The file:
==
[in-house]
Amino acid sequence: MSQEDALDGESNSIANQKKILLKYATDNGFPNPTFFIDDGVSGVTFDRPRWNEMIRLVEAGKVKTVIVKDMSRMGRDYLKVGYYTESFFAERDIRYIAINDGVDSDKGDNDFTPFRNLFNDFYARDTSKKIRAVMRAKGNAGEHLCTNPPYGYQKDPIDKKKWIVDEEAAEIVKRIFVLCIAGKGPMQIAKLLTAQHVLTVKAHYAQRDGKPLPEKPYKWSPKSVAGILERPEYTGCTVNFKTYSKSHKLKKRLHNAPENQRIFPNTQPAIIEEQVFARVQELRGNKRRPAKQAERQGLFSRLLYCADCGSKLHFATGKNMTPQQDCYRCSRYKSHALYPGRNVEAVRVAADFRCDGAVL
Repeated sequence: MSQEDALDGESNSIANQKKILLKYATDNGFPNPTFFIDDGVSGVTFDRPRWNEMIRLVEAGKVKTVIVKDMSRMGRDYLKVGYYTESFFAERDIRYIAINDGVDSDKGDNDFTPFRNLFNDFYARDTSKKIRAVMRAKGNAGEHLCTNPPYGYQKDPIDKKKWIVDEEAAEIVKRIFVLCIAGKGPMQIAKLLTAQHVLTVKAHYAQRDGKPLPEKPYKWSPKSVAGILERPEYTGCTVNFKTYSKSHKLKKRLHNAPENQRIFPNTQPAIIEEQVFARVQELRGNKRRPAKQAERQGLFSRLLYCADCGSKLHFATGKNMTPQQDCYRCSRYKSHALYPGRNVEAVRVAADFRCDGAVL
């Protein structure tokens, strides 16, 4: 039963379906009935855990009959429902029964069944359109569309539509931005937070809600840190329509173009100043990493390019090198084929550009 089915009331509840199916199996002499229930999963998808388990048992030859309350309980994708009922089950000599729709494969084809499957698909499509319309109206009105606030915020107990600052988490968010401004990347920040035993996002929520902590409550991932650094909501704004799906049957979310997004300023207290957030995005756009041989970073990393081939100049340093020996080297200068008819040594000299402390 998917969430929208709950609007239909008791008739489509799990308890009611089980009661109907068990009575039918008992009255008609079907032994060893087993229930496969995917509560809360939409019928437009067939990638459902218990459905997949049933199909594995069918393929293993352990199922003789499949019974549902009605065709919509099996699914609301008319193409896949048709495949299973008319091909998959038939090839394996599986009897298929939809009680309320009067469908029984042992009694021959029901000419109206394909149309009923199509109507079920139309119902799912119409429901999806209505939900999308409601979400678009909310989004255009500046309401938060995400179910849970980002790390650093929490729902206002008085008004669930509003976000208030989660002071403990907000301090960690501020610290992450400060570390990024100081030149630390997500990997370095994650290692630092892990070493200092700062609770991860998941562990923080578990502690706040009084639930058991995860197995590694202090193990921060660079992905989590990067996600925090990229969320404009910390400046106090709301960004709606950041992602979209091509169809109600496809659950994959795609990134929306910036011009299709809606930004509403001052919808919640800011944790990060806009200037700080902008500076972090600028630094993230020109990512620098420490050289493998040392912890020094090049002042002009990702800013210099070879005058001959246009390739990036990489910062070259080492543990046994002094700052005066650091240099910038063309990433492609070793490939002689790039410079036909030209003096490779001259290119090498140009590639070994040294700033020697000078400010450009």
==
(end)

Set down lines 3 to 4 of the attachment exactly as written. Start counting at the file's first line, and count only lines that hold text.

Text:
Repeated sequence: MSQEDALDGESNSIANQKKILLKYATDNGFPNPTFFIDDGVSGVTFDRPRWNEMIRLVEAGKVKTVIVKDMSRMGRDYLKVGYYTESFFAERDIRYIAINDGVDSDKGDNDFTPFRNLFNDFYARDTSKKIRAVMRAKGNAGEHLCTNPPYGYQKDPIDKKKWIVDEEAAEIVKRIFVLCIAGKGPMQIAKLLTAQHVLTVKAHYAQRDGKPLPEKPYKWSPKSVAGILERPEYTGCTVNFKTYSKSHKLKKRLHNAPENQRIFPNTQPAIIEEQVFARVQELRGNKRRPAKQAERQGLFSRLLYCADCGSKLHFATGKNMTPQQDCYRCSRYKSHALYPGRNVEAVRVAADFRCDGAVL
């Protein structure tokens, strides 16, 4: 039963379906009935855990009959429902029964069944359109569309539509931005937070809600840190329509173009100043990493390019090198084929550009 089915009331509840199916199996002499229930999963998808388990048992030859309350309980994708009922089950000599729709494969084809499957698909499509319309109206009105606030915020107990600052988490968010401004990347920040035993996002929520902590409550991932650094909501704004799906049957979310997004300023207290957030995005756009041989970073990393081939100049340093020996080297200068008819040594000299402390 998917969430929208709950609007239909008791008739489509799990308890009611089980009661109907068990009575039918008992009255008609079907032994060893087993229930496969995917509560809360939409019928437009067939990638459902218990459905997949049933199909594995069918393929293993352990199922003789499949019974549902009605065709919509099996699914609301008319193409896949048709495949299973008319091909998959038939090839394996599986009897298929939809009680309320009067469908029984042992009694021959029901000419109206394909149309009923199509109507079920139309119902799912119409429901999806209505939900999308409601979400678009909310989004255009500046309401938060995400179910849970980002790390650093929490729902206002008085008004669930509003976000208030989660002071403990907000301090960690501020610290992450400060570390990024100081030149630390997500990997370095994650290692630092892990070493200092700062609770991860998941562990923080578990502690706040009084639930058991995860197995590694202090193990921060660079992905989590990067996600925090990229969320404009910390400046106090709301960004709606950041992602979209091509169809109600496809659950994959795609990134929306910036011009299709809606930004509403001052919808919640800011944790990060806009200037700080902008500076972090600028630094993230020109990512620098420490050289493998040392912890020094090049002042002009990702800013210099070879005058001959246009390739990036990489910062070259080492543990046994002094700052005066650091240099910038063309990433492609070793490939002689790039410079036909030209003096490779001259290119090498140009590639070994040294700033020697000078400010450009």